Scientists are turning dead spiders into “necrobots,” and we’re freaking out

Scientists are turning dead spiders into "necrobots," and we're freaking out
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When mechanical engineering student Faye Yap saw a dead spider curled up in a hallway, she started thinking about its potential use as a robotic component.

Turning dead spiders into mechanical grips might be some people’s idea of ​​a nightmare scenario, but it can have tangible benefits. Spider legs can grip large, thin, and irregularly shaped objects firmly and gently without breaking them.

So did Daniel Preston, a mechanical engineer, in collaboration with colleagues at Yap and Rice University discovered method of opening the legs of a dead wolf spider and attaching them to objects.

They called this new robotic technique “necrobotics”.

Strangely enough, spiders do not have muscles to extend their legs, but instead move their legs by hydraulic pressure – they have a prosoma chamber or cephalothoraxwhich contracts, sending internal body fluid to the legs and forcing them to extend.

So the team inserted a needle into the spider’s prosoma chamber and created a seal around the tip of the needle with a glob of superglue. A small squeeze of air from the syringe was enough to activate the spider’s legs, achieving full range of motion in less than a second.

“We took the spider, put the needle in it without knowing what was going to happen,” says Yap. video on the Rice University website.

“We had figured out where we wanted to put the needle. And when we did, it worked the first time, right away. I don’t even know how to describe that moment.”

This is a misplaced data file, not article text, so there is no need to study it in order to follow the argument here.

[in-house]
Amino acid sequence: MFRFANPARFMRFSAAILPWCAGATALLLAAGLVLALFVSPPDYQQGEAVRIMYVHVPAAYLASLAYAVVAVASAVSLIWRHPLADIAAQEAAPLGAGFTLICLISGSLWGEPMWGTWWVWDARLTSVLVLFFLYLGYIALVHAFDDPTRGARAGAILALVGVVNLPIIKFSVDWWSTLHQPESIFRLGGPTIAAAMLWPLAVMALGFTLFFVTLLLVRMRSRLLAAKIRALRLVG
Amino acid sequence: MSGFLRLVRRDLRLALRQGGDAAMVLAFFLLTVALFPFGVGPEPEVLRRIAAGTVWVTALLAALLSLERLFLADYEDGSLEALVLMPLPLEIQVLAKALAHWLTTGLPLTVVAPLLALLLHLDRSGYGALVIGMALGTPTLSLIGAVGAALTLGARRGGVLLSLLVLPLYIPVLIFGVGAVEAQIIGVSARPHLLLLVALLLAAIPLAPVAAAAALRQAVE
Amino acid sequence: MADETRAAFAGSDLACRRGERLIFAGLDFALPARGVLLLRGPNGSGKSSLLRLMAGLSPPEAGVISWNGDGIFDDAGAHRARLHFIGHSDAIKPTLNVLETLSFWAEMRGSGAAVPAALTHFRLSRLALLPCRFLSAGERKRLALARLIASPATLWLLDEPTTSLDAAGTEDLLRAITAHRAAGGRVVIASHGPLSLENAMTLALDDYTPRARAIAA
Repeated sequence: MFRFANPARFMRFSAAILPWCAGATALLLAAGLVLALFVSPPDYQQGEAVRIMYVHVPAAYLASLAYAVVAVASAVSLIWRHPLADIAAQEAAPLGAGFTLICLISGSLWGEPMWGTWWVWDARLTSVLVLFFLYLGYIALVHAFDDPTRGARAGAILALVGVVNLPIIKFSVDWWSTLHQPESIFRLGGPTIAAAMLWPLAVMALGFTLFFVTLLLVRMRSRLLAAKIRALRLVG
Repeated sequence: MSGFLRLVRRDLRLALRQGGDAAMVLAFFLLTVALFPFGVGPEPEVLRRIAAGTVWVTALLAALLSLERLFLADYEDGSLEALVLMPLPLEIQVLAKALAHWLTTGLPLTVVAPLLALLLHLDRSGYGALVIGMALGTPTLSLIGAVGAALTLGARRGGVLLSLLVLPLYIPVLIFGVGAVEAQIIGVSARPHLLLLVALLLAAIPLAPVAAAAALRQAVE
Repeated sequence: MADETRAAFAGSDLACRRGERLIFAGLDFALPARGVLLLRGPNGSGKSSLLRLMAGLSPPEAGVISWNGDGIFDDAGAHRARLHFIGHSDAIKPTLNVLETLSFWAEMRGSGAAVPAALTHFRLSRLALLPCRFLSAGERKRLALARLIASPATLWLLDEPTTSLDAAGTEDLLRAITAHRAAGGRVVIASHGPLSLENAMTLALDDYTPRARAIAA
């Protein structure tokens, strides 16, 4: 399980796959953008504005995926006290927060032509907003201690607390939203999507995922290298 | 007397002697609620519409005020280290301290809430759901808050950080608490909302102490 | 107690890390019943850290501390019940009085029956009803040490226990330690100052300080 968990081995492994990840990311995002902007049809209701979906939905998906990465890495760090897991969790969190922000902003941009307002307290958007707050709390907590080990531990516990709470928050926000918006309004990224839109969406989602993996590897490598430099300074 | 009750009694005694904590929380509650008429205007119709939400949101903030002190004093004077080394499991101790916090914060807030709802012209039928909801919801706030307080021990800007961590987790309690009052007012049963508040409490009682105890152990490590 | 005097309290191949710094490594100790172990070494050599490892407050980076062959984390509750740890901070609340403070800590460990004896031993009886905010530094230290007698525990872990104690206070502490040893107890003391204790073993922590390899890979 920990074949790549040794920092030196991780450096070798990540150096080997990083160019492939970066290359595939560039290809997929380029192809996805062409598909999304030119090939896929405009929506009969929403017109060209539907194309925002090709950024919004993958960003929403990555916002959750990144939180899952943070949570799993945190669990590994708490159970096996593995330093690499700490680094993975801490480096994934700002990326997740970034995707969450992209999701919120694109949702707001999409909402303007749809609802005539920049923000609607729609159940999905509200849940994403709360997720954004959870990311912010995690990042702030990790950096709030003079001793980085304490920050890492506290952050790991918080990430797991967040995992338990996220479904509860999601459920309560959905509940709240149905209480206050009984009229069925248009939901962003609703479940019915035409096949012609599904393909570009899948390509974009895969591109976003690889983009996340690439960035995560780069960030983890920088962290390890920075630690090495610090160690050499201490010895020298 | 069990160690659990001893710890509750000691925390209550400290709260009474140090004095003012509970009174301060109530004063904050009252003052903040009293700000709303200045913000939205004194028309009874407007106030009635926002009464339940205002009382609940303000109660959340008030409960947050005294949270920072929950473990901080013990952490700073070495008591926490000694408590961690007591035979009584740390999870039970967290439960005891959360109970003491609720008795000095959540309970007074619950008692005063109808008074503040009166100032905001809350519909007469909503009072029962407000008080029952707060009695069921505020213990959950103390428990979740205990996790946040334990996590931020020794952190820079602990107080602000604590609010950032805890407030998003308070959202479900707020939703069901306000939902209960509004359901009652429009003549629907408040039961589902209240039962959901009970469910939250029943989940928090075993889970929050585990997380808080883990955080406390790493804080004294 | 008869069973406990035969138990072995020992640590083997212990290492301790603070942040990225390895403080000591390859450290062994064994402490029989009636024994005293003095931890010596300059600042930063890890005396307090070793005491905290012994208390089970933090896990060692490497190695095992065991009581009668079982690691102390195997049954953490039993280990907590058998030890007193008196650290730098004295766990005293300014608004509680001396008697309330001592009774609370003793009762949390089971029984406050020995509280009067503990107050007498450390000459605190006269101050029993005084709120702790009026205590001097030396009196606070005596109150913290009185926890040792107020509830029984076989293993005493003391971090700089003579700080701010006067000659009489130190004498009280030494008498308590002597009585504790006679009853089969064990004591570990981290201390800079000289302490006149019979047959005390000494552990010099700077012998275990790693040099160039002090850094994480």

The team managed to catch the dead spider in a small ball and used this experiment to determine a peak grip force of 0.35 millinewtons.

They then demonstrated the use of a dead spider to pick up delicate objects and electronics, including this necrobotic grabber removing a jumper wire attached to an electrical board and then moving a block of polyurethane foam.

They also showed that the spider can carry the weight of another spider of roughly the same size.

spider robot 2 (Preston Innovation Lab/Rice University)

Because spiders extend their legs by applying hydraulic pressure from their legs cephalothorax, when they die, the hydraulic system no longer works. The flexor muscles of the spider legs are inserted hard deathbut because the muscles work in only one direction, the spider twists upwards.

While most artificial robots are quite complex to manufacture, spiders are already sophisticated and (unfortunately for arachnophobes) in plentiful supply.

“The concept of necrobotics proposed in this work uses unique designs created by nature that are difficult or even impossible to reproduce artificially,” the researchers said. paper.

Spiders are also biodegradable, so using them as robot parts would reduce the amount of waste in robotics.

“One of the applications we can see used for this is micro-manipulation, and that could include things like micro-electronic devices.” he says Preston in the video.

One drawback of the dead spider catcher is that after two days or 1000 open-close cycles it starts to wear out a bit.

“We think it’s related to joint dehydration issues. We think we can overcome that by applying polymer coatings.” explain Preston.

The researchers experimented with coating wolf spiders in beeswax and found that over 10 days, the spider’s mass was 17 times less than that of an uncoated spider, meaning it could hold more water and its hydraulic system could work longer.

This study was published Advanced Science.

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